Wednesday, June 11

It’s Nice That

I AM SITTING, READING, on the sofa. The window is open – both windows; the original pane, and a secondary glazing to keep out the sound of the trains – but only a very warm breeze is inquisitive enough to intrude. During the heat of the day, stood fast on the sill, my basil plant has wilted considerably. I take a watering can to it while another train passes, and, with it, the gigantic metallic iron rocking its frogs. Opposite me, on the coffee table, beside the stack of books, is a glass vase, thick and empty. Once upon a time it was full to bursting, and most likely, before that, in the distance of another tenant, it was full again. I stop to wonder whether it was bought, this vase, for a particular occasion.
But it is so hot. I cannot move quickly.
There is a glass of wine by my side, balanced on the sofa. I read and take sips and perspire while barely moving a muscle. Getting into bed, I stay out of the covers; during the night, I subconsciously stir and pull the duvet over me.
When was it not so warm?
Year four, and under the teaching eyes of Mrs. Mellor. Our classroom was a temporary shed, a demounted building, stocked, to a moderate degree, of learning apparatus and the walls colourfully strapped with the excited work of now proud children. There were vats and vats of white PVA glue. Outside of the classroom our playground awaited. For an hour and a half a day, it was alive and young; then its portrait became grey and lonely.
‘I don’t like the word “young”,’ said Mrs. Mellor. ‘It’s a boring word. So many other better words can be used in its place.’ She went off listing them, tirelessly scribbling each on the board in a manic rush to get the next one down. ‘It’s not a pleasant word. It’s not a remarkable word. It’s an adjective someone might use when telling a white lie, without hurting your feelings. For instance, if you cooked them a meal and you asked them what they thought and they said—“Oh, it was nice!” Then they didn’t really like it, but they don’t want to say so for fear of hurting your feelings.’ She prattled on and it was of the hour when children are to gaze wistfully outside to where they are about to play.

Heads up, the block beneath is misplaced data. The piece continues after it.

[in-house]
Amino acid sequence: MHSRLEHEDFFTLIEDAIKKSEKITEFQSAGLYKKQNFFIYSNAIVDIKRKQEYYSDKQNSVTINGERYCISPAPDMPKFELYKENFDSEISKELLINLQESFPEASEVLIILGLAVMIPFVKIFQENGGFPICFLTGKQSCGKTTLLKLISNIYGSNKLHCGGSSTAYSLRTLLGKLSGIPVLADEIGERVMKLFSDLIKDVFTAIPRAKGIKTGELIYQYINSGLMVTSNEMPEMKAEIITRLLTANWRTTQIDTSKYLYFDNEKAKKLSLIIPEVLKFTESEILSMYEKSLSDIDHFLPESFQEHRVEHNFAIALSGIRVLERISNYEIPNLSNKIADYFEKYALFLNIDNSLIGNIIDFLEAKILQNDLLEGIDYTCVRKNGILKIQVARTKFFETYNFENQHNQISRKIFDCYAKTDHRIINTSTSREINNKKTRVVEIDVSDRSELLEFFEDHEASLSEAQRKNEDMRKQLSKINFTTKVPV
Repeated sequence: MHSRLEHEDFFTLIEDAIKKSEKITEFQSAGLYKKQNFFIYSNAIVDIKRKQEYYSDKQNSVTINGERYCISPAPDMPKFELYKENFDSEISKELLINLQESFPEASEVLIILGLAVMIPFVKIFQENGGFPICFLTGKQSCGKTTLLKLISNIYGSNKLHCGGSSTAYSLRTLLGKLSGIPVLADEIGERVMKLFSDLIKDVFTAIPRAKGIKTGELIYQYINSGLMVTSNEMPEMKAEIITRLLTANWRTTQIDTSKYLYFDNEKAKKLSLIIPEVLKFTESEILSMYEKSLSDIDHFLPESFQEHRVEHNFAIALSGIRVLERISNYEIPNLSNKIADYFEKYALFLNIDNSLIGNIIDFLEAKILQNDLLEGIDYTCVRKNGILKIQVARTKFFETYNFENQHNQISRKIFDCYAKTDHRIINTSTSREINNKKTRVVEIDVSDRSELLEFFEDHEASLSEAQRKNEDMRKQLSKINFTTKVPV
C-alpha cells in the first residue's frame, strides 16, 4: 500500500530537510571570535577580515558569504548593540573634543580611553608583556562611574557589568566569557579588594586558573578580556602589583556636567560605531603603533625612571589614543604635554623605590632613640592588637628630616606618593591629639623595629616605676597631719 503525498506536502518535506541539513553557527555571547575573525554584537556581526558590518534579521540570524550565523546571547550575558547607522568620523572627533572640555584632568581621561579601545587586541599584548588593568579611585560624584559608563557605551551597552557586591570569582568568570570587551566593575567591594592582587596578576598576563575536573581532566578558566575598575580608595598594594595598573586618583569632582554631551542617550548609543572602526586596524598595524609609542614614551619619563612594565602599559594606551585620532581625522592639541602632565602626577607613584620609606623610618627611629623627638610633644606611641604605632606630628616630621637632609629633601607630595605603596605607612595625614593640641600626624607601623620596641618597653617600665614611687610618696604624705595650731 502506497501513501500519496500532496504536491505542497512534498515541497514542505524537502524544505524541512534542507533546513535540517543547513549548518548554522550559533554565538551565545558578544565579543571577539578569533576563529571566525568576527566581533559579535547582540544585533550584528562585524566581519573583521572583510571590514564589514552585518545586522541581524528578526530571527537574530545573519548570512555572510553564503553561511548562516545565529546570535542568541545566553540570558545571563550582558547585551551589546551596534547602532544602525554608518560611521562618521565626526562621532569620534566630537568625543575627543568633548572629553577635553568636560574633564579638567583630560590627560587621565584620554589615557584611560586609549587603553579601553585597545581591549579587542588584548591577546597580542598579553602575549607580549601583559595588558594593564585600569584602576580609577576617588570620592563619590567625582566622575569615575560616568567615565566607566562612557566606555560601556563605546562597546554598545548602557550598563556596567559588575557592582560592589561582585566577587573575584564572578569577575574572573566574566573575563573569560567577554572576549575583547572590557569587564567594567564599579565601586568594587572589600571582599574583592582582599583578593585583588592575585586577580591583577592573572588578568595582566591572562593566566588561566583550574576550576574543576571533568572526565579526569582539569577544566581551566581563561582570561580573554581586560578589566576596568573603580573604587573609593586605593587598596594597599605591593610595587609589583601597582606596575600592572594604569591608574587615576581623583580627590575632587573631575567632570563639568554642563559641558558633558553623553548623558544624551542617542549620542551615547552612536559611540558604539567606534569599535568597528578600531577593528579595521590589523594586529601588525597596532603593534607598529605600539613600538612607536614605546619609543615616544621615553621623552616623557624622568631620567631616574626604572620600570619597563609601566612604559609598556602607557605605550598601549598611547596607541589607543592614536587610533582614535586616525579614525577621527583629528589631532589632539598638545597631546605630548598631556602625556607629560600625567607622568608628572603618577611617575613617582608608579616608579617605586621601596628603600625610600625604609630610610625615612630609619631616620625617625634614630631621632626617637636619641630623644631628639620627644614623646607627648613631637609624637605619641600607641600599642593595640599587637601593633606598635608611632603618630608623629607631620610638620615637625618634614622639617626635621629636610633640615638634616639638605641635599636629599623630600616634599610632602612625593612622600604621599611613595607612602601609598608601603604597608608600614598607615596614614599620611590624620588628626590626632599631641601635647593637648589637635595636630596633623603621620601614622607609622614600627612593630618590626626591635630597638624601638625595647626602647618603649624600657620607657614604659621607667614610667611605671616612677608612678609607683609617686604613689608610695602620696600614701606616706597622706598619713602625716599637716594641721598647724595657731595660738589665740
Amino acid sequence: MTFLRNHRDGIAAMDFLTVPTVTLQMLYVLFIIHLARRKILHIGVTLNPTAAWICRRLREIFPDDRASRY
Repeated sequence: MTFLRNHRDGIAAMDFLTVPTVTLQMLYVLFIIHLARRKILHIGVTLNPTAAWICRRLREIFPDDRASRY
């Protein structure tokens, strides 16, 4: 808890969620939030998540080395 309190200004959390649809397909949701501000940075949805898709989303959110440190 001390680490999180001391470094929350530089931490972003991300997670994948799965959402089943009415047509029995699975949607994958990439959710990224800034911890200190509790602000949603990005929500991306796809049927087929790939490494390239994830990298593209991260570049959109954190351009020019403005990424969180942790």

The playground was atop of a hill, so that the hill ran down the side of it, and pine trees bordered the edges. That was where the wind blew and – unless it was raining – we were to play. During those winter months, all I remember of the scene is the colour grey, and all of us as a crowd that bobbed and throbbed through it. I could not wait to be out in it.
‘Before you go for lunch – I see I’ve already lost some of you – there is a competition I want to tell you about.’ She then proceeded to tell us that the school was commissioning a set of Christmas cards from the students. Everyone was to produce a card and the best one of each year would be selected and sold as part of a pack of six. Ears stirred; children love creativity and competition. I, too, listened carefully. I thought of what my card would look like.
In silence the wind shook the pines trees and took needles over the length of the playground. Some cold snuck in the classroom and crept up our grey trousers and grey skirts. It was two minutes until we were set free into it. Rosily our cheeks held on to the warmth of the electric heaters.
I removed my jeans and placed them on the sofa. All of me my flesh was damp. It was too hot to continue my reverie. I poured another glass of wine and stared at the window, ajar and unhelpful.

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